I'm glad so many people could use it. This is the first post in my Daily 5 series - doesn't that sound all fancy! Basically, I'm just going to take some photos and write about what I put in my Daily 5 tubs that I wrote about here so not that fancy at all!
Courage Learning objectives Students will be able to develop listening comprehension and inferencing skills through dramatic role plays and writing. The adjustment to the whole group lesson is a modification to differentiate for children who are English learners.
EL adjustments Introduction 15 minutes Activate your students' prior knowledge before starting the lesson. Sample questions to ask include: What are the characteristics of a good friend?
What are the characteristics of a bad friend? How should 1 a prince 2 a princess and 3 a dragon look like, act, and say? Use visuals to define Prince, PrincessAnd Dragon. Have students turn to a partner to discuss the meaning of Prince, PrincessAnd Dragon. After reading the story, ask your students some comprehension questions to assess their understanding of the story.
Who was the good friend in the story? Who was the bad friend in the story?
What makes a good friend? How can you be a good friend? Pick a few quotes from the book that illustrate traits about a character or two.
Read them to the class. Ask your students what they think these quotes say about the character s. Pair ELs with sympathetic non-ELs for discussion about each quote.
Provide sentence frames such as: Have students turn and talk to seat partners to share their ideas about each quote. To start role play, assign students different character roles. To help them get into character, ask questions such as: How would they act if they were the Dragon?
This is a great way to check for listening comprehension and build up literacy. Cut out holes in the brown paper bag for a head and arms. You can also make a paper crown for your princes and princesses using the Floral Jewel Crown worksheet from Education. Alternatively, you can have students reenact the story as Prince Ronald, Princess Elizabeth, the Dragon, etc.
Allow students to group with partners that share their home language L1 for role play responding to the text in both English and L1. Provide optional sentence stems for each character. Group ELs with sympathetic non-ELs.
Scan and print out pictures from The Paper Bag Princess, or have the students draw the pictures themselves. For each picture, have the group write sentences that summarize what is happening in the story, using their own words.
The students are free to decorate their posters however they choose. Provide a word bank for new vocabulary on the board. Have more advanced students rewrite Munsch's story.
How would the story be different if Princess Elizabeth used something other than a paper bag to clothe herself? What if Prince Ronald was a nicer person?
Alternatively, have the students tell and act out the story from the Dragon's point of view. Arrange students who need more support into a small group, and guide them through the writing activity. Help the students as needed.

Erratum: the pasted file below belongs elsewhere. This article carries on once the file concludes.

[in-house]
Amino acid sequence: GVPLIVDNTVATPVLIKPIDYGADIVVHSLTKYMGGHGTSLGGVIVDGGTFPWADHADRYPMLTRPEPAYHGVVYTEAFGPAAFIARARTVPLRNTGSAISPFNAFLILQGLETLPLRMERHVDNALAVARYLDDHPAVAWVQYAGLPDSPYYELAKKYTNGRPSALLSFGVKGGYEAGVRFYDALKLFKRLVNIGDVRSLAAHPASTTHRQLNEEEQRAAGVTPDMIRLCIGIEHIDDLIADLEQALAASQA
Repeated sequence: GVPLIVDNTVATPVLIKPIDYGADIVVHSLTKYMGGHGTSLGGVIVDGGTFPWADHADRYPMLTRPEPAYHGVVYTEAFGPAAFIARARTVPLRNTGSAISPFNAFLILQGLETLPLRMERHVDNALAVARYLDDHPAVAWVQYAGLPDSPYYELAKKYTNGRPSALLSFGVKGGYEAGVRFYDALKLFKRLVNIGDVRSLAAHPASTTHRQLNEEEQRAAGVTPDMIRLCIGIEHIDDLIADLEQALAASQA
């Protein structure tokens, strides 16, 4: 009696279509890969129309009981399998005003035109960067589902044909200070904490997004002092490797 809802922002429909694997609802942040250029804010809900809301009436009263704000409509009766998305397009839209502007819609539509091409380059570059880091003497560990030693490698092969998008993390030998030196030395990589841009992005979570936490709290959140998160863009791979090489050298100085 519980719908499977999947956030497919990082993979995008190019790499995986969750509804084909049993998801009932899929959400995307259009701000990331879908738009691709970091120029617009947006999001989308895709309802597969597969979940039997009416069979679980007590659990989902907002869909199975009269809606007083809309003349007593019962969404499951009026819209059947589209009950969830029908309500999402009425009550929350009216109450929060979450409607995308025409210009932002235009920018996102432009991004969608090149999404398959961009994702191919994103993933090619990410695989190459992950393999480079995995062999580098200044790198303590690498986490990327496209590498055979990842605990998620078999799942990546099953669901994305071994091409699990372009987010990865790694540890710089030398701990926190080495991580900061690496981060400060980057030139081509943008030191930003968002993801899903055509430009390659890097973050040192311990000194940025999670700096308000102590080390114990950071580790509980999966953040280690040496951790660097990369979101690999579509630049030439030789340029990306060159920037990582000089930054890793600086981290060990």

Technology integration As you introduce the words, project the words and examples using a document reader or smartboard. Assessment 10 minutes To assess understanding of The Paper Bag PrincessAnd its theme, ask students some comprehension questions.
Provide sentence frames for students to explain their work orally as you review posters. Allow students to explain their work orally as you review posters.Story Maps and Activities for The Paper Bag Princess Of course this book deserves writing prompts, story maps, and even more!
There are character poems in the unit, story maps that you can glue to a paper bag, create a story map on a paper bag, and so much more! Susan Stein's Fairy Tale Unit is an excellent unit for teaching fairy tales using a wide variety of activities. This site also includes information about "fractured" fairy tales, which are modern fairy tales with a twist, like The Paper Bag Princess by Robert Munsch.
"A Book A Craft: "The Paper Bag Princess" and a Paper Bag Dress - Things to Make and Do, Crafts and Activities for Kids - The Crafty Crow" "The Paper Bag Princess is one of our favorite books.
What a fun craft to go with ". The Paper Bag Princess by Robert Munsch is a terrific book to introduce to a class at the beginning, middle or end of the year, since the theme of conflict resolution is a necessary reminder year round.
Encourage reluctant writers with a fun contest that incorporates creative writing, public speaking and . In Robert Munsch's charming picture book, The Paper Bag Princess, we see the noun--paper bag--used as an interesting adjective in the story's title, and this allows us to discuss how specific nouns can become interesting adjectives in the hands of skilled writers.
Apr 26, · So this week, after modelling and shared writing activities, I asked students to compare the dragon or Princess Elizabeth from The Paper Bag Princess to a stereotypical dragon or princess Author: Down Under Teacher.